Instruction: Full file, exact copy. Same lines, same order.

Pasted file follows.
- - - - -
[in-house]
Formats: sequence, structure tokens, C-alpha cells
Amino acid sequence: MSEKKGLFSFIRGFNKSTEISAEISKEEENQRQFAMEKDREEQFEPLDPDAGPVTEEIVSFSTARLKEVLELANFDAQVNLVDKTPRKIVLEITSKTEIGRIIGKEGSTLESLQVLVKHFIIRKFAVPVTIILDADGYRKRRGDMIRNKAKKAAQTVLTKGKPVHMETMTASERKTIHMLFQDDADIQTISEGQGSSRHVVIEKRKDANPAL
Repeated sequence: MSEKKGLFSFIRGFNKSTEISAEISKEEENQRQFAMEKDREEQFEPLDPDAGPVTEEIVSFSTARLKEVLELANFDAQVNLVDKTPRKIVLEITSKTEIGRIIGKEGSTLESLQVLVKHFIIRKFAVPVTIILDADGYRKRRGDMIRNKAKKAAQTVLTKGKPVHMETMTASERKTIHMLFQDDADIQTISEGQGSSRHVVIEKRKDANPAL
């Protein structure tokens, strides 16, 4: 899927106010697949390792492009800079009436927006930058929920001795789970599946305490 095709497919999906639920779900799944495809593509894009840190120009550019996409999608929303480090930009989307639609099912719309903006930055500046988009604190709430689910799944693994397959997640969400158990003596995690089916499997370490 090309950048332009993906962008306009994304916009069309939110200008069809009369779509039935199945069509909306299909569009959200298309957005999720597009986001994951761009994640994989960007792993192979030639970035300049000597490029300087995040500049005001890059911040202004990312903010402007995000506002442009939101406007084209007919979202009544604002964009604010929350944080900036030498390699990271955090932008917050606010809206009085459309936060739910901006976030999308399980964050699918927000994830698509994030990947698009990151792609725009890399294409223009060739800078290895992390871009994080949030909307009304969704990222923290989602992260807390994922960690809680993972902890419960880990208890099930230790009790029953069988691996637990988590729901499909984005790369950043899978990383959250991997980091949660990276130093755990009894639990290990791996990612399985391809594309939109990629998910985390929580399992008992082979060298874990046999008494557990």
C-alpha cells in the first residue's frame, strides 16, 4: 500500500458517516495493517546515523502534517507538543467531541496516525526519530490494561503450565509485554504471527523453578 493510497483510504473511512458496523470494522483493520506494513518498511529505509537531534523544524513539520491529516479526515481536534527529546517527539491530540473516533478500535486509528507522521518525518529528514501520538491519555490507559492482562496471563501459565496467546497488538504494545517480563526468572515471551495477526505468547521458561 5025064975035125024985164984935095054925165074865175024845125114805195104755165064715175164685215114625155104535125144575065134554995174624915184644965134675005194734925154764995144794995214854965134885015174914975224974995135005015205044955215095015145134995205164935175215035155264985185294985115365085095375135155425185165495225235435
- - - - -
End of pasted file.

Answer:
[in-house]
Formats: sequence, structure tokens, C-alpha cells
Amino acid sequence: MSEKKGLFSFIRGFNKSTEISAEISKEEENQRQFAMEKDREEQFEPLDPDAGPVTEEIVSFSTARLKEVLELANFDAQVNLVDKTPRKIVLEITSKTEIGRIIGKEGSTLESLQVLVKHFIIRKFAVPVTIILDADGYRKRRGDMIRNKAKKAAQTVLTKGKPVHMETMTASERKTIHMLFQDDADIQTISEGQGSSRHVVIEKRKDANPAL
Repeated sequence: MSEKKGLFSFIRGFNKSTEISAEISKEEENQRQFAMEKDREEQFEPLDPDAGPVTEEIVSFSTARLKEVLELANFDAQVNLVDKTPRKIVLEITSKTEIGRIIGKEGSTLESLQVLVKHFIIRKFAVPVTIILDADGYRKRRGDMIRNKAKKAAQTVLTKGKPVHMETMTASERKTIHMLFQDDADIQTISEGQGSSRHVVIEKRKDANPAL
């Protein structure tokens, strides 16, 4: 899927106010697949390792492009800079009436927006930058929920001795789970599946305490 095709497919999906639920779900799944495809593509894009840190120009550019996409999608929303480090930009989307639609099912719309903006930055500046988009604190709430689910799944693994397959997640969400158990003596995690089916499997370490 090309950048332009993906962008306009994304916009069309939110200008069809009369779509039935199945069509909306299909569009959200298309957005999720597009986001994951761009994640994989960007792993192979030639970035300049000597490029300087995040500049005001890059911040202004990312903010402007995000506002442009939101406007084209007919979202009544604002964009604010929350944080900036030498390699990271955090932008917050606010809206009085459309936060739910901006976030999308399980964050699918927000994830698509994030990947698009990151792609725009890399294409223009060739800078290895992390871009994080949030909307009304969704990222923290989602992260807390994922960690809680993972902890419960880990208890099930230790009790029953069988691996637990988590729901499909984005790369950043899978990383959250991997980091949660990276130093755990009894639990290990791996990612399985391809594309939109990629998910985390929580399992008992082979060298874990046999008494557990």
C-alpha cells in the first residue's frame, strides 16, 4: 500500500458517516495493517546515523502534517507538543467531541496516525526519530490494561503450565509485554504471527523453578 493510497483510504473511512458496523470494522483493520506494513518498511529505509537531534523544524513539520491529516479526515481536534527529546517527539491530540473516533478500535486509528507522521518525518529528514501520538491519555490507559492482562496471563501459565496467546497488538504494545517480563526468572515471551495477526505468547521458561 5025064975035125024985164984935095054925165074865175024845125114805195104755165064715175164685215114625155104535125144575065134554995174624915184644965134675005194734925154764995144794995214854965134885015174914975224974995135005015205044955215095015145134995205164935175215035155264985185294985115365085095375135155425185165495225235435